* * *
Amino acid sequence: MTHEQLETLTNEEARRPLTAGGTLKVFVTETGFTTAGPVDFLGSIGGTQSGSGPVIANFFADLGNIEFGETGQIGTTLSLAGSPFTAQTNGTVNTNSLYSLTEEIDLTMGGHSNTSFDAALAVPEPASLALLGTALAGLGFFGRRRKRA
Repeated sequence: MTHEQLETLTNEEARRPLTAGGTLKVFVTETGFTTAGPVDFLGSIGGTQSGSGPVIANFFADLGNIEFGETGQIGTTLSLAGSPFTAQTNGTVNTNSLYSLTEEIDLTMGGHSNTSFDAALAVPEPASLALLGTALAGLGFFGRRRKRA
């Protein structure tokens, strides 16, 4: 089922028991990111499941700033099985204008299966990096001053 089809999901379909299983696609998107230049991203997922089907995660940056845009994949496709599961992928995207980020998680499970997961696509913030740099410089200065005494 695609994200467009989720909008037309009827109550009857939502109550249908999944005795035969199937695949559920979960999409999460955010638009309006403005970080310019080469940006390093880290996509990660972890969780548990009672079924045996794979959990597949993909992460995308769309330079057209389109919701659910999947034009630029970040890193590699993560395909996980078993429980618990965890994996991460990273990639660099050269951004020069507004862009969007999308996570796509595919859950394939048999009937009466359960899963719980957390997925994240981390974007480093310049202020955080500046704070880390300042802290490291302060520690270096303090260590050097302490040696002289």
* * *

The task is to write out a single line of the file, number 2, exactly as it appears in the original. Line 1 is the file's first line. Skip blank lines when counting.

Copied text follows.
Repeated sequence: MTHEQLETLTNEEARRPLTAGGTLKVFVTETGFTTAGPVDFLGSIGGTQSGSGPVIANFFADLGNIEFGETGQIGTTLSLAGSPFTAQTNGTVNTNSLYSLTEEIDLTMGGHSNTSFDAALAVPEPASLALLGTALAGLGFFGRRRKRA